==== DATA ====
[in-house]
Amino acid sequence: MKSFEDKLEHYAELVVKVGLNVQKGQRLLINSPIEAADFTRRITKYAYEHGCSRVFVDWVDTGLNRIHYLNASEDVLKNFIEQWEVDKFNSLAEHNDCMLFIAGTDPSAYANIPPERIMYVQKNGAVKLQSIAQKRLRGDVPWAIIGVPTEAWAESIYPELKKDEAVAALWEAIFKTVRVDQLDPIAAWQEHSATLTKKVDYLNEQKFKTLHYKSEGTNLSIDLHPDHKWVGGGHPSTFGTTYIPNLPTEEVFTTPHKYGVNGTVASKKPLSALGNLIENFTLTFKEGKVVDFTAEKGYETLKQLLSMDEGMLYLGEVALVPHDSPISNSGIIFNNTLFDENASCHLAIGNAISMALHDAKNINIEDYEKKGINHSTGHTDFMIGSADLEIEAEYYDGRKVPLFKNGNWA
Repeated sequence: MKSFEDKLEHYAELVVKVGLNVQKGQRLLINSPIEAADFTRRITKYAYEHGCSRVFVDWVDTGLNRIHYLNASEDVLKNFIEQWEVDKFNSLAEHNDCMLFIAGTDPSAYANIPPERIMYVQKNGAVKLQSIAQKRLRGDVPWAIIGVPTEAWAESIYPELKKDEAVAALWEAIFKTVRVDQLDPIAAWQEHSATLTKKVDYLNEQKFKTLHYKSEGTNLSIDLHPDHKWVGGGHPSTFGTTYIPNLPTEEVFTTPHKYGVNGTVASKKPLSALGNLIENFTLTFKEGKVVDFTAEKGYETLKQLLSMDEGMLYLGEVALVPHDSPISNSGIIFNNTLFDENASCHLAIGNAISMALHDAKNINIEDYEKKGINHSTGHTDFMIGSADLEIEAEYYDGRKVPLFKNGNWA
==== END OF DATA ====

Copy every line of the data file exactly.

[in-house]
Amino acid sequence: MKSFEDKLEHYAELVVKVGLNVQKGQRLLINSPIEAADFTRRITKYAYEHGCSRVFVDWVDTGLNRIHYLNASEDVLKNFIEQWEVDKFNSLAEHNDCMLFIAGTDPSAYANIPPERIMYVQKNGAVKLQSIAQKRLRGDVPWAIIGVPTEAWAESIYPELKKDEAVAALWEAIFKTVRVDQLDPIAAWQEHSATLTKKVDYLNEQKFKTLHYKSEGTNLSIDLHPDHKWVGGGHPSTFGTTYIPNLPTEEVFTTPHKYGVNGTVASKKPLSALGNLIENFTLTFKEGKVVDFTAEKGYETLKQLLSMDEGMLYLGEVALVPHDSPISNSGIIFNNTLFDENASCHLAIGNAISMALHDAKNINIEDYEKKGINHSTGHTDFMIGSADLEIEAEYYDGRKVPLFKNGNWA
Repeated sequence: MKSFEDKLEHYAELVVKVGLNVQKGQRLLINSPIEAADFTRRITKYAYEHGCSRVFVDWVDTGLNRIHYLNASEDVLKNFIEQWEVDKFNSLAEHNDCMLFIAGTDPSAYANIPPERIMYVQKNGAVKLQSIAQKRLRGDVPWAIIGVPTEAWAESIYPELKKDEAVAALWEAIFKTVRVDQLDPIAAWQEHSATLTKKVDYLNEQKFKTLHYKSEGTNLSIDLHPDHKWVGGGHPSTFGTTYIPNLPTEEVFTTPHKYGVNGTVASKKPLSALGNLIENFTLTFKEGKVVDFTAEKGYETLKQLLSMDEGMLYLGEVALVPHDSPISNSGIIFNNTLFDENASCHLAIGNAISMALHDAKNINIEDYEKKGINHSTGHTDFMIGSADLEIEAEYYDGRKVPLFKNGNWA